Originally posted on Pro Sports Daily  |  Last updated 11/6/13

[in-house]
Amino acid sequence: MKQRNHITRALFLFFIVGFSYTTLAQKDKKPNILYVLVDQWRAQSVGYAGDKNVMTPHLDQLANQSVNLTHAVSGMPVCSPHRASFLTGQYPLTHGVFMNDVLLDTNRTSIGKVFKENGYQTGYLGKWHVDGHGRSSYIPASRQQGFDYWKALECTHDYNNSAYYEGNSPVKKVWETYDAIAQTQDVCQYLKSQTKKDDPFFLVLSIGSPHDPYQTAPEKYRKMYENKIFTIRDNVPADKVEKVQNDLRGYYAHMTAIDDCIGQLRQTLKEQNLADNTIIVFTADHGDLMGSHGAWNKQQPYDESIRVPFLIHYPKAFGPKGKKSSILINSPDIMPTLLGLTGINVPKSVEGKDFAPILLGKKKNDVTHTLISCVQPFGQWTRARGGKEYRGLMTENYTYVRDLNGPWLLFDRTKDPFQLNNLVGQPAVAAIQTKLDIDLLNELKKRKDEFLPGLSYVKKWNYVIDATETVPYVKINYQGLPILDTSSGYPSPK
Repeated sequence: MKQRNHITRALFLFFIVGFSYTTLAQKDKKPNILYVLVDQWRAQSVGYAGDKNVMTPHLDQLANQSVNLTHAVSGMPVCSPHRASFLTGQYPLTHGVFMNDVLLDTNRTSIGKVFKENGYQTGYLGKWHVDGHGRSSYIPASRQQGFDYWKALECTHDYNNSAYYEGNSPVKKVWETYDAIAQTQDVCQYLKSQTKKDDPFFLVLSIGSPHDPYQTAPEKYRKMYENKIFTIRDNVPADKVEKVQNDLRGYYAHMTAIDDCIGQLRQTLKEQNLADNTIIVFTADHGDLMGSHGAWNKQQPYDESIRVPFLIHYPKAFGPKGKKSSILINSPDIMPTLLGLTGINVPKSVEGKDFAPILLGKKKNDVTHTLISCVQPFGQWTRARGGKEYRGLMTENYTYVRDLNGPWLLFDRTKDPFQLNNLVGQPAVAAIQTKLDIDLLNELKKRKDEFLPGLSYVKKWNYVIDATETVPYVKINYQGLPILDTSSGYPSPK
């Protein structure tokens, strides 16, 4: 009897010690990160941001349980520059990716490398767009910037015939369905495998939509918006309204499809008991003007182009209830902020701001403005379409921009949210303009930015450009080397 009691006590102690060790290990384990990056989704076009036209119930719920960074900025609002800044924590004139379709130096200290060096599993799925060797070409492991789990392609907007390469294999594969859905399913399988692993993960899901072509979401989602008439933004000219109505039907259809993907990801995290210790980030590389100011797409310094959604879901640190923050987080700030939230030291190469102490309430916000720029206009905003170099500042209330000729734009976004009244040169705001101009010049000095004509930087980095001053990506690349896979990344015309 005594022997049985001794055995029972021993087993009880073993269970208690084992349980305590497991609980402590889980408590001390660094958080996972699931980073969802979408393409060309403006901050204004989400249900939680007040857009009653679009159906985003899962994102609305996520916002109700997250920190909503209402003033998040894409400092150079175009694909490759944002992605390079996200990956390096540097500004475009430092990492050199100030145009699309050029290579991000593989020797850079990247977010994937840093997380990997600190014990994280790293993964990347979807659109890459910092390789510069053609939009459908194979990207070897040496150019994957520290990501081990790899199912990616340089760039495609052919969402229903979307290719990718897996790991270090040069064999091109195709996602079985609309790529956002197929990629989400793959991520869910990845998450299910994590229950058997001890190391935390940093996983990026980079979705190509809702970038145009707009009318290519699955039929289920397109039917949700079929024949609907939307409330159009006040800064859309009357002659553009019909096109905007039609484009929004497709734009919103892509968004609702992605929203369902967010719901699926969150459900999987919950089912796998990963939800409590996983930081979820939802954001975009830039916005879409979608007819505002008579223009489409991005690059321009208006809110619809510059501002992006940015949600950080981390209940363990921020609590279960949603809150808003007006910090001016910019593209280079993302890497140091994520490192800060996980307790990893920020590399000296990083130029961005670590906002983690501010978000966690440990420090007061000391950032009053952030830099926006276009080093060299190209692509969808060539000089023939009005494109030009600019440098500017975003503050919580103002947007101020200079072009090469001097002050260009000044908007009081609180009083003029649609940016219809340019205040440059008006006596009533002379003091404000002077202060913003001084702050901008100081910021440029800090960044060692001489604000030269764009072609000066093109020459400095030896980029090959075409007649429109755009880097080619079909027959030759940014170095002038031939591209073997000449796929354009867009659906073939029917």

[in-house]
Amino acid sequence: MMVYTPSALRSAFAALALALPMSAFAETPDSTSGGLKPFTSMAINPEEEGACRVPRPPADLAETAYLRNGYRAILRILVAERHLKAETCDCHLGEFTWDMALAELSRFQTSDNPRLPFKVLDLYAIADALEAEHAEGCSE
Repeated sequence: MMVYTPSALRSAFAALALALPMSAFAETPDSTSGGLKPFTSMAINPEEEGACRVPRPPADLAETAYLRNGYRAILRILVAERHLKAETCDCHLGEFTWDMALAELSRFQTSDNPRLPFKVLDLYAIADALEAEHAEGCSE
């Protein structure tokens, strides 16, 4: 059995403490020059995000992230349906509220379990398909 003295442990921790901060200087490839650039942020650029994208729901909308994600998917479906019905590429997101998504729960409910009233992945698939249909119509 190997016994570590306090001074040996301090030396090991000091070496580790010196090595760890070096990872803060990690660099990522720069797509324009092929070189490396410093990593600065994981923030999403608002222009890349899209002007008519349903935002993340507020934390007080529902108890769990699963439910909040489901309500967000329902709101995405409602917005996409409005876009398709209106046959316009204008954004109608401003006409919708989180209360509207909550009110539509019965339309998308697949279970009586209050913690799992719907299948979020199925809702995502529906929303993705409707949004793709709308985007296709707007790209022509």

The last time the Blues and Montreal were on the ice at the Bell Centre, some fans were cheering for visiting goalie Jaroslav Halak. Not this time. With 48 seconds left to play in regulation, Halak was squaring up to face a penalty shot by Montreal’s Tomas Plekanec, with the game on the line. Blues captain David Backes was whistled for delay of game, after knocking the net off its moorings, and with Plekanec in possession of the puck, he was sent to center ice with a chance to ice the win for the Canadiens. The crowd rose to its feet in anticipation, but Plekanec’s shot went off Halak’s stick and out of play. The game went to a shootout, where once again a goal by T.J. Oshie was the difference, leading the Blues to a 3-2 shootout victory. Oshie is Mr. Automatic this season in the shootout, improving to three for three, allowing the visitors to win their fourth consecutive game in Montreal. The Blues, who will return home to host Calgary on Thursday, escaped narrowly. They were in jeopardy of falling when Backes skated into the crease, attempted to avoid Halak and lifted the net off. NHL rules say that a delay of game penalty, in which the net is displaced with under two minutes remaining in regulation, leads to a penalty shot. “I was a little sick to my stomach at the moment,” Backes said. “You never want to put your team in any situation like that. Jaro bails me out, and it’s really a non-issue at the end. If the penalty shot goes the other way, there’s a little more steam coming out of my ears.” Plekanec peeled back his ears and headed for Halak on the penalty shot. But Halak got a piece of it, running his record to 3-0 against Montreal since the Canadiens traded him to the Blues. “I just went to stop it and luckily I did,” Halak said. “It just hit my stick and stayed out.” The Blues had picked up the game-tying goal by Chris Stewart in the third period and overcome a Montreal power play with 6 minutes left to play in regulation. The Blues were trailing 2-1 entering the third period, but Stewart netted his second goal of the season with 9:22 remaining. Defenseman Kevin Shattenkirk took aim at Montreal goalie Carey Price and Stewart deflected his shot past Price for the equalizer, rewarding a 12-shot third-period buzz by the Blues. “Stewie was one of our best forwards by far,” Blues coach Ken Hitchcock said. “He was competitive, hard on the puck, dangerous offensively. If this is the level that he’s going to play at, it’s a good level.” Before that, Alexander Steen was the only Blue able to provide offense. He gave the club a 1-0 lead just over 2½ minutes into the game with his 13th goal in 13 games this season. Backes shamed Montreal defenseman Douglas Murray behind the Canadiens’ net, picking his pocket and passing to a wide-open Steen in the slot. Of the Blues’ last 22 goals at that point, Steen had nine of them. The Blues, who entered the game with the NHL’s No. 1 power play, were 0 for four with the man-advantage Tuesday and are now in a season-long 0-for-eight dry spell. In the second period, Price robbed Stewart on a point-blank shot and just 1:26 later, the Canadiens capitalized. From the corner, defenseman Andrei Markov drove the side of the net and bullied his way through the crease. Halak made the stop but was brushed by Markov and couldn’t recover. Rene Bourque pounced on the puck and scored into the open net for a 1-1 tie 5:38 into the second period. Blues trainer Ray Barile tended to Halak briefly, but the goaltender was fine and stayed in the game. His shutout streak against his former team, however, was not fine, ending at 133:08. Later in the period, Montreal caught a break and took its first lead.
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